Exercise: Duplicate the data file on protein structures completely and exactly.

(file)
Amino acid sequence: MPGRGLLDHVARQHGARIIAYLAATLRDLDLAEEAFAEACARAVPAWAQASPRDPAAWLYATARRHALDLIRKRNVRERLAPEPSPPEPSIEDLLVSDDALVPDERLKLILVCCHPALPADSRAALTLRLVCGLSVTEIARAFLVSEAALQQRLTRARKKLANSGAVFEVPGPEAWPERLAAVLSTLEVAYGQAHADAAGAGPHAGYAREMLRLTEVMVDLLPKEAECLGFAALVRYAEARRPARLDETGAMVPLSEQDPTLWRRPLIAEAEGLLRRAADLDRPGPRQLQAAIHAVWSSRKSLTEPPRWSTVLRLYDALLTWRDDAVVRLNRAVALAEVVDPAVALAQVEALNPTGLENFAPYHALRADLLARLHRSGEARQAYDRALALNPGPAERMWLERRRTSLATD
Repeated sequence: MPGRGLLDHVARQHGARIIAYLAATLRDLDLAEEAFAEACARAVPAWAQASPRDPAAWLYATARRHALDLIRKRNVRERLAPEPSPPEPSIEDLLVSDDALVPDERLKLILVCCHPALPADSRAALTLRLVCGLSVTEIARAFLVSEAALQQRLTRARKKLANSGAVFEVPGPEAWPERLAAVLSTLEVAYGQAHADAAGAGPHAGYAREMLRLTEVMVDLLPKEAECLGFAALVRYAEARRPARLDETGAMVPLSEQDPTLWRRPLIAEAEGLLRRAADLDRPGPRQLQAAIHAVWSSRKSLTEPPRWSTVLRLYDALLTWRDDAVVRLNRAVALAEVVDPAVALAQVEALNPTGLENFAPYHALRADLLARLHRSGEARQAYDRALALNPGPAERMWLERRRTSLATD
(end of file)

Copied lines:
Amino acid sequence: MPGRGLLDHVARQHGARIIAYLAATLRDLDLAEEAFAEACARAVPAWAQASPRDPAAWLYATARRHALDLIRKRNVRERLAPEPSPPEPSIEDLLVSDDALVPDERLKLILVCCHPALPADSRAALTLRLVCGLSVTEIARAFLVSEAALQQRLTRARKKLANSGAVFEVPGPEAWPERLAAVLSTLEVAYGQAHADAAGAGPHAGYAREMLRLTEVMVDLLPKEAECLGFAALVRYAEARRPARLDETGAMVPLSEQDPTLWRRPLIAEAEGLLRRAADLDRPGPRQLQAAIHAVWSSRKSLTEPPRWSTVLRLYDALLTWRDDAVVRLNRAVALAEVVDPAVALAQVEALNPTGLENFAPYHALRADLLARLHRSGEARQAYDRALALNPGPAERMWLERRRTSLATD
Repeated sequence: MPGRGLLDHVARQHGARIIAYLAATLRDLDLAEEAFAEACARAVPAWAQASPRDPAAWLYATARRHALDLIRKRNVRERLAPEPSPPEPSIEDLLVSDDALVPDERLKLILVCCHPALPADSRAALTLRLVCGLSVTEIARAFLVSEAALQQRLTRARKKLANSGAVFEVPGPEAWPERLAAVLSTLEVAYGQAHADAAGAGPHAGYAREMLRLTEVMVDLLPKEAECLGFAALVRYAEARRPARLDETGAMVPLSEQDPTLWRRPLIAEAEGLLRRAADLDRPGPRQLQAAIHAVWSSRKSLTEPPRWSTVLRLYDALLTWRDDAVVRLNRAVALAEVVDPAVALAQVEALNPTGLENFAPYHALRADLLARLHRSGEARQAYDRALALNPGPAERMWLERRRTSLATD